There’s a famous saying-turned-advertising-slogan that goes, “What happens in Vegas stays in Vegas,” but I’m going to tempt fate and break that rule today.

I recently traveled to Sin City for the first time over spring break, joining a crew of 14 other 30-something males for a bachelor party that promised to be of epic proportions.

On the surface, this sounds like a horrendously bad idea bound to end in disaster like a cross between the plots from “The Hangover” and “Very Bad Things.” In the end it turned out to be relatively boring and forgettable, like a cross between “The Hangover 2” and “The Hangover 3.”

The catalyst for this trip is the coming nuptials of my high school friend Joe, who is getting married over the summer in South Carolina.

Why South Carolina — a place where neither he nor his fiancé are from — I don’t know. I love Joe like a brother, but not enough to make two plane trips in one calendar year for him, so that left me with two choices.

1. A weekend of debauchery in Vegas during March Madness with a dozen-plus other males of dubious intentions.

2. A two-hour Catholic wedding across the country flanked by a bunch of strangers as I crane my head to get a glimpse of the groom just once.

The choice was obvious, but I just didn’t expect the trip to be so...boring.

It’s not that Las Vegas doesn’t have a lot to offer a group of 30-year-old men looking to have a good time, but there wasn’t really a whole lot that appealed specifically to my modest, Pacific Northwest demeanor. And I’m not just writing this because my wife and mother-in-law will eventually read it with their shrewd and judging eyes.

For starters, I’m a terrible gambler. Not only am I ignorant of the rules of most table games, but I’m also timid and over-calculating when it comes to putting down bets. I break out in sweats if I lose more than $25, even when I specifically set aside money for gambling losses. The thrill of winning money is nice, but not worth the anxiety I go through when deciding how much of my change purse to dole out on blackjack.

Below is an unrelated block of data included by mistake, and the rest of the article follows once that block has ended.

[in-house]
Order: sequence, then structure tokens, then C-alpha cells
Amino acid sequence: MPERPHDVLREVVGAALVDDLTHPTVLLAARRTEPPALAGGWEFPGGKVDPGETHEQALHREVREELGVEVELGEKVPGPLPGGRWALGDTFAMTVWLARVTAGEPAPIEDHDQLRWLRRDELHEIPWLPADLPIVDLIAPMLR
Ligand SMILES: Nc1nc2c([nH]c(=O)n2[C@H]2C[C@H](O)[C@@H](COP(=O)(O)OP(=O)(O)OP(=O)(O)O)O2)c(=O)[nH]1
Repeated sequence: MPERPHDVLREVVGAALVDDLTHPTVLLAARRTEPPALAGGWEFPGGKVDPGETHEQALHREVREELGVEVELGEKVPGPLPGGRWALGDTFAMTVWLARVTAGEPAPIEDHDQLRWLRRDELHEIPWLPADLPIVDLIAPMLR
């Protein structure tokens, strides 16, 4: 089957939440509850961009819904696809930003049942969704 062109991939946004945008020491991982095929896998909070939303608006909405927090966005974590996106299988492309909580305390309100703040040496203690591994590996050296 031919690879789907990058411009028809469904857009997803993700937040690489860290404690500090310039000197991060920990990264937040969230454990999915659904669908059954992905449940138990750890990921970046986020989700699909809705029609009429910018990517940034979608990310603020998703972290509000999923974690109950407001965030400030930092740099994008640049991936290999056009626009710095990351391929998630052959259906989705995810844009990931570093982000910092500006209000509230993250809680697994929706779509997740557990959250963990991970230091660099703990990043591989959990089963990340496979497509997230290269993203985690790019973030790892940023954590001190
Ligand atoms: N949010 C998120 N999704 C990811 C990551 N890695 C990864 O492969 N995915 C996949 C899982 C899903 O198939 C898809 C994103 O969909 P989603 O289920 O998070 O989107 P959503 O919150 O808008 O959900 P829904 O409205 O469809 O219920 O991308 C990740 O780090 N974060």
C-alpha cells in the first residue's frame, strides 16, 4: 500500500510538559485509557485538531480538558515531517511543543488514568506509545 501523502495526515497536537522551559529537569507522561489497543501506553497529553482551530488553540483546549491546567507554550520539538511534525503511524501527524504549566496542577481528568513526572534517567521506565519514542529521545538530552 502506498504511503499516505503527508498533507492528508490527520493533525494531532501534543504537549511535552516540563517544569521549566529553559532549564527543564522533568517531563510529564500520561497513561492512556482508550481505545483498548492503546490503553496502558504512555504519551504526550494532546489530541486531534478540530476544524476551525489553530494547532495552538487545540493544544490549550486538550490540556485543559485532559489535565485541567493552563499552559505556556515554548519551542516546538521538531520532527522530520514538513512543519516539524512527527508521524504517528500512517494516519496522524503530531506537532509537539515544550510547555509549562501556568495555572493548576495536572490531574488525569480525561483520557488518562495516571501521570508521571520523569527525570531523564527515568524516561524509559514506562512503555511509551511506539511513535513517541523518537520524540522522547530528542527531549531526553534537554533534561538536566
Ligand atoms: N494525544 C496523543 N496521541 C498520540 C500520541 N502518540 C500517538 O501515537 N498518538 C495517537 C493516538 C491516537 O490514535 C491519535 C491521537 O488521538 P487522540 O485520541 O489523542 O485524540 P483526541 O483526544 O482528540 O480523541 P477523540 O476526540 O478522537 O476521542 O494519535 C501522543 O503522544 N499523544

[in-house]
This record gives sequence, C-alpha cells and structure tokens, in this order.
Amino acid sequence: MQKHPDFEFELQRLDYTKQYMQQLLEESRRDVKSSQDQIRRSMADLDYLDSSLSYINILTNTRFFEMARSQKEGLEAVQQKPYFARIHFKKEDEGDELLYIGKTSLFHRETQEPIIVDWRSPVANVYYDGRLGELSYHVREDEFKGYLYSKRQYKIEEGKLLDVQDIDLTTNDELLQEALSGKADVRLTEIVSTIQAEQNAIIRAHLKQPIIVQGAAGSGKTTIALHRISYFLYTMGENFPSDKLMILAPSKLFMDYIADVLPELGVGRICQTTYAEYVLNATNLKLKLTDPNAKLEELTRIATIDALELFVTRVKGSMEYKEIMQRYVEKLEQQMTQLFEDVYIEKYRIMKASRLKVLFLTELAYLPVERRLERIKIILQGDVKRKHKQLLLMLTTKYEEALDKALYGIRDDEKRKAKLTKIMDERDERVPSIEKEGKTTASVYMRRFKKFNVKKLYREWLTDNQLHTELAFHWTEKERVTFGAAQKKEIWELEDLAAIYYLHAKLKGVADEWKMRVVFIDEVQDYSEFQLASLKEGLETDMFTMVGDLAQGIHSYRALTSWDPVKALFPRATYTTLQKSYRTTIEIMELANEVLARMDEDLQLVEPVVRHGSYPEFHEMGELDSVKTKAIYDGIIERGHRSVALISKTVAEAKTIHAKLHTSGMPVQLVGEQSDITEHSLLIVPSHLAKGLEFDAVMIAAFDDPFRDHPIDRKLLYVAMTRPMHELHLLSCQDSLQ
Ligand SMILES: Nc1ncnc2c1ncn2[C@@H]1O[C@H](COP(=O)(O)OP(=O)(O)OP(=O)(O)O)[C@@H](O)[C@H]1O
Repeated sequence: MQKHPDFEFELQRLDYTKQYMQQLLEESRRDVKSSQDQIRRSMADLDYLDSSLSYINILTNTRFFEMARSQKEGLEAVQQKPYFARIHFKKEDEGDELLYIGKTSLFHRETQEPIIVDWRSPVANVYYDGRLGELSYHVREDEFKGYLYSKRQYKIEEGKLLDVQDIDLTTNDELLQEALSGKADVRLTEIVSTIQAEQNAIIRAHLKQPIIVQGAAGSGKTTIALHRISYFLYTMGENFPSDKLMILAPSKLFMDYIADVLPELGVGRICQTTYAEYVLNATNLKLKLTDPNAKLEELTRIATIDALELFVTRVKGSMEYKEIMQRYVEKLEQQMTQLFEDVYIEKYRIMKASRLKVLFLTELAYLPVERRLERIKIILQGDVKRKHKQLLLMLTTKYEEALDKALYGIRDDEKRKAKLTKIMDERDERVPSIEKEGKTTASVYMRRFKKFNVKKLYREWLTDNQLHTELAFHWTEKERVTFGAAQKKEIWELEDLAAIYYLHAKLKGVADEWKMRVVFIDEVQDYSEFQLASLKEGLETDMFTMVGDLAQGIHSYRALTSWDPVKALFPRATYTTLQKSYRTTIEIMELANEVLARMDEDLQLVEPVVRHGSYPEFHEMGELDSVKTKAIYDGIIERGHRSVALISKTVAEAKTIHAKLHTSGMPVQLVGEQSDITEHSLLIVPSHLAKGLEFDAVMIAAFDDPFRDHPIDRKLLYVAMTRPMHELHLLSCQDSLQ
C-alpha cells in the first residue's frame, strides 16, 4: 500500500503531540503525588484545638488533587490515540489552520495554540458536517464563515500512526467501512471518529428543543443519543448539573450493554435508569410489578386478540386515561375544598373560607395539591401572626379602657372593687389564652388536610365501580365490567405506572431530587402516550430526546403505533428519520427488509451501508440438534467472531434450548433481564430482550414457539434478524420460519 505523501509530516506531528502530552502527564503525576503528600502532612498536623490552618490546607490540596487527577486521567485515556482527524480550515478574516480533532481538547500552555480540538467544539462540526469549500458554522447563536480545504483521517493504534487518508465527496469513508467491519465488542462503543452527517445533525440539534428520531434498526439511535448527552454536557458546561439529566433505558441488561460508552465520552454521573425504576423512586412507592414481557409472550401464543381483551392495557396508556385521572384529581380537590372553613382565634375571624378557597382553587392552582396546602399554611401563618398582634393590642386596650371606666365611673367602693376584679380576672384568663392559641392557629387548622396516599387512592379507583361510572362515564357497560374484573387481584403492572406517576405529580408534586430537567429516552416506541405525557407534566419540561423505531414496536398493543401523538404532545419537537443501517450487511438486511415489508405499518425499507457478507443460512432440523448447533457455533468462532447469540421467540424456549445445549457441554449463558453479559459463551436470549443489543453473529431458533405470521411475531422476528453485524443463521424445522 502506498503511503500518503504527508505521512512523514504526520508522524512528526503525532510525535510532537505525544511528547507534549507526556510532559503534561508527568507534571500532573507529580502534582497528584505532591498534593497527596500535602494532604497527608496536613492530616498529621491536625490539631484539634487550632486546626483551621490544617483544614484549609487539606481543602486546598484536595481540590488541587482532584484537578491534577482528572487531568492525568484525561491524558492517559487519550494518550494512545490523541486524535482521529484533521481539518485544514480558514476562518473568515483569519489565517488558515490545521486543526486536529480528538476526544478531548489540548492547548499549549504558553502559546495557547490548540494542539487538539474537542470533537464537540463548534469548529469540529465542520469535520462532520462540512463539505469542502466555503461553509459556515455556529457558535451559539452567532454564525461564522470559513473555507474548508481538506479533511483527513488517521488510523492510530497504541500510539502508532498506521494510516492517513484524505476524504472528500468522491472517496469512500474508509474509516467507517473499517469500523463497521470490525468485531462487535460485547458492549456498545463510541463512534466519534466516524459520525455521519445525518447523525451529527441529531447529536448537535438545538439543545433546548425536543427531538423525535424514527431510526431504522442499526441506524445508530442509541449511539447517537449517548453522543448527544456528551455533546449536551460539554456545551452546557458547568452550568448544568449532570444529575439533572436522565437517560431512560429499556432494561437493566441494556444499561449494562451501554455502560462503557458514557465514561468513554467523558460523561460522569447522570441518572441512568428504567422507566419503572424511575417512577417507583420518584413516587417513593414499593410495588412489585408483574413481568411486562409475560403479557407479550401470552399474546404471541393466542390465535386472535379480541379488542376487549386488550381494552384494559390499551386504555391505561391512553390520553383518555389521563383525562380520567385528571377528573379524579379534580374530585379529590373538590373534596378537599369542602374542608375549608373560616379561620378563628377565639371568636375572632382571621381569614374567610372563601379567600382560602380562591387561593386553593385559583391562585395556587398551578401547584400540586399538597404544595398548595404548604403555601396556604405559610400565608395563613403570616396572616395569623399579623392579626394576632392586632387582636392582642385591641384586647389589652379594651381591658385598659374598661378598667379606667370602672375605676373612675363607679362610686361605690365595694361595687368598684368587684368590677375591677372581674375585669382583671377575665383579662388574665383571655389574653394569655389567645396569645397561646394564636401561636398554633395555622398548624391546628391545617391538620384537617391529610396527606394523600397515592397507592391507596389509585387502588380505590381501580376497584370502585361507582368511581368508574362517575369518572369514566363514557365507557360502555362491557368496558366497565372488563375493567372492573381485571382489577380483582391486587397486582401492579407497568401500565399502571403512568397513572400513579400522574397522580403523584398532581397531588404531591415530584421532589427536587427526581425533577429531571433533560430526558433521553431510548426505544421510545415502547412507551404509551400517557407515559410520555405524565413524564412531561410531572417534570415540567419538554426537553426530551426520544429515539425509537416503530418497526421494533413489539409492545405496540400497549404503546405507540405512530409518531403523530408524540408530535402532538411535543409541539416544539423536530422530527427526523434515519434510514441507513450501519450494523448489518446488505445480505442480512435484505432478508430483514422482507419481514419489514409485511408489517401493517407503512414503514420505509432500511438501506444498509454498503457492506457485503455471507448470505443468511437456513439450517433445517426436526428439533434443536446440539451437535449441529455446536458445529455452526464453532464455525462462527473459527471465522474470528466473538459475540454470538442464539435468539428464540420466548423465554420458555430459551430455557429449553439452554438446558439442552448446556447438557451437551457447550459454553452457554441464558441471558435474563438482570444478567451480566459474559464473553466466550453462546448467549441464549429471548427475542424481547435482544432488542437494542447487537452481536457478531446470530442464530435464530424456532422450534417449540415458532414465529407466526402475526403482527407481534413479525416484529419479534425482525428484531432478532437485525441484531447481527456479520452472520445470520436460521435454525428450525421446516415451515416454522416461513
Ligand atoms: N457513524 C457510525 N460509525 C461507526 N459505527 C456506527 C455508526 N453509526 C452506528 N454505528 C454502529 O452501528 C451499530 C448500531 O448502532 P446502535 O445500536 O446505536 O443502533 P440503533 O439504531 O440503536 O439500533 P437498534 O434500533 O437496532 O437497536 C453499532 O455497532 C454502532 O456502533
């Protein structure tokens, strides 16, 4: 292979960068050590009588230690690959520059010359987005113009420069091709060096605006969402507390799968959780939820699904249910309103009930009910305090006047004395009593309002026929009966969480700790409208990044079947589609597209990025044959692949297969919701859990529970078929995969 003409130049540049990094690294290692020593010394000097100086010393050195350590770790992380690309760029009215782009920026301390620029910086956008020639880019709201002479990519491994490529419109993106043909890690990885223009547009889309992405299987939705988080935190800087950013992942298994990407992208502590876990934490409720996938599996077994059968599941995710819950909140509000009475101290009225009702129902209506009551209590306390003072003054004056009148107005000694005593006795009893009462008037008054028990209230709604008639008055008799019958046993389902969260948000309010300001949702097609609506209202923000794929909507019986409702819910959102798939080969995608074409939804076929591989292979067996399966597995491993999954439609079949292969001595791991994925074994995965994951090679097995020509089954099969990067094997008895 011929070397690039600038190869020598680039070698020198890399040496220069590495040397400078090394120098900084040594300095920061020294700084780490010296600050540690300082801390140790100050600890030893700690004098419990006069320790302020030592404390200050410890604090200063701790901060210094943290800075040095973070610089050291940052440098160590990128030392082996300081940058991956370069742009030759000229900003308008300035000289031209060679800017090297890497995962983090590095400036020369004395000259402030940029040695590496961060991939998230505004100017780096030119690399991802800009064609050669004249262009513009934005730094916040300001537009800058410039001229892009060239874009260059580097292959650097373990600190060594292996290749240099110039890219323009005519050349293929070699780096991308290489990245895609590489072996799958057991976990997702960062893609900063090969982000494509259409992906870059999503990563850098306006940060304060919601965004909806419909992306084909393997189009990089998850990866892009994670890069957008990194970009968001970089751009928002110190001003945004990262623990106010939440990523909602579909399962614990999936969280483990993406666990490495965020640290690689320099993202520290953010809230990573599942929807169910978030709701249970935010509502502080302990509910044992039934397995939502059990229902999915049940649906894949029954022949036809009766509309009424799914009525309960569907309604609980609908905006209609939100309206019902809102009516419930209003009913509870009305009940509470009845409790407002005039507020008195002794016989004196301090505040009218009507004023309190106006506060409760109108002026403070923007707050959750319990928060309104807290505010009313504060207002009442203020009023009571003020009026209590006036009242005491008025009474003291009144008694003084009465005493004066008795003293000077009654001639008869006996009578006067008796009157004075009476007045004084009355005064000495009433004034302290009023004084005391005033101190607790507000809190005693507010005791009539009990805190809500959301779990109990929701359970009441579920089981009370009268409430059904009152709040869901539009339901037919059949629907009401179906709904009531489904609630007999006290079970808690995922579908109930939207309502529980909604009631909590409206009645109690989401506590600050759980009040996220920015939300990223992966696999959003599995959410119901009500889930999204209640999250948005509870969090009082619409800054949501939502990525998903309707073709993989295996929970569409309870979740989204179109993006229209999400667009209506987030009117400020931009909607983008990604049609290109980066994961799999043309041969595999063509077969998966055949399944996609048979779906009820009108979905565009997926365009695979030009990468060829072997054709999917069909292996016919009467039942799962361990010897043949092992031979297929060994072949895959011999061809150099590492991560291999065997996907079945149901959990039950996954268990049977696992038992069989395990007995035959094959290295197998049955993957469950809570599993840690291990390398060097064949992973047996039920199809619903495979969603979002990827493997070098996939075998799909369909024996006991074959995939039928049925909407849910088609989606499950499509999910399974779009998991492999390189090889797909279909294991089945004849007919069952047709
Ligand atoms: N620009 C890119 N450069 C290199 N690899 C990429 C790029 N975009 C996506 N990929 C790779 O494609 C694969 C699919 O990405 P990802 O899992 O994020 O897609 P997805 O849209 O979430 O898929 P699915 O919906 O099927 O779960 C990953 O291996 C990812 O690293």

Aside from gambling, the food and drink are way beyond unreasonable. We all know the frustration of going to a movie theater or a ski lodge and dealing with a 50-percent markup on everything because you’re trapped with nowhere to go. Take that premise and extrapolate it to an entire city of millions.

Want a mai tai by the pool? That’ll be $23.

Feeling a bit peckish? Perhaps you’d enjoy a $26 hamburger with a tall glass of $9 Budweiser.

About the only thing that wasn’t marked up in Vegas was the McDonald’s across the street, making it a particularly sad venture to fly almost 1,000 miles and rent a room at the Mirage in order to buy a sausage McMuffin.

Of course, there is always the adult entertainment for which Las Vegas is known, but that’s just not my cup of tea, so there’s not much to report.

Not that I wasn’t surrounded by it every waking moment. Pornography literally litters the ground, courtesy of the late-night denizens of the street trying to attract men to the nightclubs by handing out graphic photos of dancers by the thousands.

These business cards and flyers inevitably fall to the ground and paper the streets in the morning. That is all well and good for a somewhat-mature adult like myself, but I was flabbergasted to see families taking their spring break vacation in Vegas, where their children were surrounded by non-stop advertisements for sex, coupled with a constant parade of drunk college kids stumbling about in a haze of liquor and Axe body spray.

So to go back over the checklist: I can’t gamble, I’m turned off by spending money and I’m uninterested in strip clubs. That’s pretty much three of the four food groups that Las Vegas offers, so I think it’s safe to say that I’m not their target audience.

It’s a lesson learned, I suppose. I don’t regret my trip, because I still had an incredibly fun time with a good group of friends, and I’m glad I got “bachelor party in Las Vegas” off my bucket list. But Las Vegas isn’t for me, and I’m perfectly fine with that.

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